4. Determined a mechanism by which porcine reproductive and respiratory syndrome virus (PRRSV) causes immunosuppression. PRRSV alters the pig's immune response to cause increased susceptibility to secondary bacterial infections. Neutrophils are cells of the immune system that play an important role in combating bacterial infection. Granulocyte-Colony Stimulating Factor (G-CSF), a compound normally produced by the body, increases the number of circulating neutrophils. The use of immunomodulators like G-CSF is a promising area for therapeutic and prophylactic use to prevent and combat infectious disease while eliminating or reducing the use of antibiotics. ARS scientists at the National Animal Disease Center in Ames, Iowa, completed a study in which pigs were given G-CSF to determine if it would reduce the incidence of secondary bacterial infections subsequent to PRRSV infection. Although G-CSF did not decrease the prevalence of secondary bacterial infections in PRRSV infected pigs, a paradoxical outcome of the viral infection was an abolition of the surge in circulating neutrophils created by G-CSF, which represents a previously unrecognized effect of PRRSV on the host immune system and may explain how PRRSV contributes to development of secondary bacterial infections.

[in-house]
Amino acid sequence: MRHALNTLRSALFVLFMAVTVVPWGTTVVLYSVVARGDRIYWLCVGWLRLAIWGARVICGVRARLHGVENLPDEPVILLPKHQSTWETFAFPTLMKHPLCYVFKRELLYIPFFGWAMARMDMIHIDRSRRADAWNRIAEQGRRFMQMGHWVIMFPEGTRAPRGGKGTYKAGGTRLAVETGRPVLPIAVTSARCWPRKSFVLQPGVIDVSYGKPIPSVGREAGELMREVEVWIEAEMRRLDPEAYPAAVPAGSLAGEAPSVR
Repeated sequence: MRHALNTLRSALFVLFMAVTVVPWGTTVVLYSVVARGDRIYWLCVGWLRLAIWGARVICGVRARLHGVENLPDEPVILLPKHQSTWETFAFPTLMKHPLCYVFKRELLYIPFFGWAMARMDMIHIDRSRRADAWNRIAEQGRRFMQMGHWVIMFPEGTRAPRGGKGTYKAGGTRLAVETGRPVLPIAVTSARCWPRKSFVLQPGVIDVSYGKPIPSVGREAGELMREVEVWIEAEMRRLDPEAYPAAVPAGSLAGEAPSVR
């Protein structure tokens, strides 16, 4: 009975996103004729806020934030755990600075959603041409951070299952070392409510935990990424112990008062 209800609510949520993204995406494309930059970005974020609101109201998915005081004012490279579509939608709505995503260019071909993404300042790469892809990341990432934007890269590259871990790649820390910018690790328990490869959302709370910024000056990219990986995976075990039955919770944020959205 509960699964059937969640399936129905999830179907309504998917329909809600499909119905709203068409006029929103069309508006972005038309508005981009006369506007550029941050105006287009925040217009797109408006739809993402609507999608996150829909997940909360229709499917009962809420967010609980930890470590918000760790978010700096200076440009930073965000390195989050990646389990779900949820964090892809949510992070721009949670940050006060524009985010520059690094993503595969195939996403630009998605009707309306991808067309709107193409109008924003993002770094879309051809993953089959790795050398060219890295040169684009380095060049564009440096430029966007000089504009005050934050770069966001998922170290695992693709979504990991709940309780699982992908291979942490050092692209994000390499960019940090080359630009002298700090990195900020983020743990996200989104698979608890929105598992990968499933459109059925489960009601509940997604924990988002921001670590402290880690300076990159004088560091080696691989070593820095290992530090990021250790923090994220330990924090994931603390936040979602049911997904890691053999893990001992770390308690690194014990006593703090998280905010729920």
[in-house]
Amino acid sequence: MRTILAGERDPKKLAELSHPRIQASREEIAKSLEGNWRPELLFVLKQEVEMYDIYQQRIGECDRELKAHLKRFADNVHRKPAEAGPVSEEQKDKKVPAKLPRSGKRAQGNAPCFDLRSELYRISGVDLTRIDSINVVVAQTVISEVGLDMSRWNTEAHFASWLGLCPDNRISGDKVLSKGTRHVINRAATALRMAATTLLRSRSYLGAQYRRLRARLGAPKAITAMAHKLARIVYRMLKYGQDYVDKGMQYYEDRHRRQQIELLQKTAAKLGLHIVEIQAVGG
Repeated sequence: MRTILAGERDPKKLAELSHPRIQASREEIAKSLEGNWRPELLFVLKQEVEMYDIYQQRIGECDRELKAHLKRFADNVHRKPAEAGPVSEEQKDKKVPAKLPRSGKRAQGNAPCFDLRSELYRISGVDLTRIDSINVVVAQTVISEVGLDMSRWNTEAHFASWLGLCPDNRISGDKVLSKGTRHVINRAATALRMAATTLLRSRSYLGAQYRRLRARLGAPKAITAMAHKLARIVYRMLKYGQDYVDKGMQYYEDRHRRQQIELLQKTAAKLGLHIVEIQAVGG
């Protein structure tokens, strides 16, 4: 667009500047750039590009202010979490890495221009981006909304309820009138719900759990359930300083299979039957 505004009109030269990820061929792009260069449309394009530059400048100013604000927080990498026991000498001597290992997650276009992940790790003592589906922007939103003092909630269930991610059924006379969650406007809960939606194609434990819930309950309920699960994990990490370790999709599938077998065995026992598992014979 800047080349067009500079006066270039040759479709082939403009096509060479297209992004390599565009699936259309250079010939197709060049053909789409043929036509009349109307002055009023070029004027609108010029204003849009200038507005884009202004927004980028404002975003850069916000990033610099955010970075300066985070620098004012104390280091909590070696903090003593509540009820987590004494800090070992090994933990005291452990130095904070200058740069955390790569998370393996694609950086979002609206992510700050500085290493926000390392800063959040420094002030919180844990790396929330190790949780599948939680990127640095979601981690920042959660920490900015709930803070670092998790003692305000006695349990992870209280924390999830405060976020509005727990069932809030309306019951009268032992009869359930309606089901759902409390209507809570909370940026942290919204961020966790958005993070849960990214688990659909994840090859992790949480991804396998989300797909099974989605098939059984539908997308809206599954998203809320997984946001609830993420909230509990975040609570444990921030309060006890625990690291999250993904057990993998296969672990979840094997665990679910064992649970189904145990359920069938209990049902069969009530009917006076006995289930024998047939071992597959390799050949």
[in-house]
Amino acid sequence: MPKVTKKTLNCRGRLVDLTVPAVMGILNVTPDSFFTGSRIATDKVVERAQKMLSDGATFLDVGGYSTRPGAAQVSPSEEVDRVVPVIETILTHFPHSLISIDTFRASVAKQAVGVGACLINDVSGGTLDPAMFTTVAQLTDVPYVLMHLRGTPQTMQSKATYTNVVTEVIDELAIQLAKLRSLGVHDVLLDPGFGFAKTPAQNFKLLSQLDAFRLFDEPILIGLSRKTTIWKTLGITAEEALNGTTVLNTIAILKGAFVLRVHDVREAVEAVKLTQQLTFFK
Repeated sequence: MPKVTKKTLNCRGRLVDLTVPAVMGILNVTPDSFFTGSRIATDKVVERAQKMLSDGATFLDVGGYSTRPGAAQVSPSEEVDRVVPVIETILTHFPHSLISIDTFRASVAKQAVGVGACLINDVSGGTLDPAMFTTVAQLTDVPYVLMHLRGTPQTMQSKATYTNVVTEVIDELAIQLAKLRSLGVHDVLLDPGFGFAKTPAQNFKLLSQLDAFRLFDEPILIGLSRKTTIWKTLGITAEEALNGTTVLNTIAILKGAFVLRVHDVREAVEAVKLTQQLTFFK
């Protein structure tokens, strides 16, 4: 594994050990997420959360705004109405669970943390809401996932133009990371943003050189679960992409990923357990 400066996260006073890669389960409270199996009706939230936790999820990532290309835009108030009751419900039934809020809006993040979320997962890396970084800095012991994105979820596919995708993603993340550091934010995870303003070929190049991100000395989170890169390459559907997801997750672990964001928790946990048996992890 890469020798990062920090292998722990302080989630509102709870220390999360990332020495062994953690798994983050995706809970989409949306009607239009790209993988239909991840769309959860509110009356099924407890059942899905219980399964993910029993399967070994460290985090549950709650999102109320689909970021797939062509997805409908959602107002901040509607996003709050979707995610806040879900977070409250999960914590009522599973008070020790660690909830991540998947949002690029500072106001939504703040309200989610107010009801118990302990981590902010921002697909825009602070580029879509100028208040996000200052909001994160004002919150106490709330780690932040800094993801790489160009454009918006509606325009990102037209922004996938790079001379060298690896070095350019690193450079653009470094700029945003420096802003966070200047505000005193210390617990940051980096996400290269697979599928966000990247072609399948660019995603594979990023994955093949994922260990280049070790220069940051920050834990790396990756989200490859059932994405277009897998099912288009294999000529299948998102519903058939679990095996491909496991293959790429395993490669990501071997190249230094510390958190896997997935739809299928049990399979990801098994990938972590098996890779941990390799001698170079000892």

Review Publications
Brockmeier, S.L., Loving, C.L., Nelson, E.A., Miller, L.C., Nicholson, T.L., Register, K.B., Grubman, M.J., Brough, D.E., Kehrli, Jr., M.E. 2012. The presence of alpha interferon at the time of infection alters the innate and adaptive immune responses to porcine reproductive and respiratory syndrome virus. Clinical and Vaccine Immunology. 19(4):508-514.

Mullins, M.A., Register, K.B., Bayles, D.O., Dyer, D.W., Kuehn, J.S., Phillips, G.J. 2011. Genome sequence of Haemophilus parasuis strain 29755. Standards in Genomic Sciences. 5(1):61-68.

Nicholson, T.L., Brockmeier, S.L., Loving, C.L., Register, K.B., Kehrli, Jr., M.E., Stibitz, S.E., Shore, S.M. 2012. Phenotypic modulation of the virulent Bvg phase is not required for pathogenesis and transmission of Bordetella bronchiseptica in swine. Infection and Immunity. 80(3):1025-1036.

Register, K.B., Sukumar, N., Palavecino, E.L., Rubin, B.K., Deora, R. 2012. Bordetella bronchiseptica in a paediatric cystic fibrosis patient: possible transmission from a household cat. Zoonoses and Public Health. 59(4):246-250.

Loving, C.L., Vincent, A.L., Pena, L., Perez, D.R. 2012. Heightened adaptive immune responses following vaccination with a temperature-sensitive, live-attenuated influenza virus compared to adjuvanted, whole-inactivated virus in pigs. Vaccine. 30(40):5830-5838.

Last Modified: 2/23/2016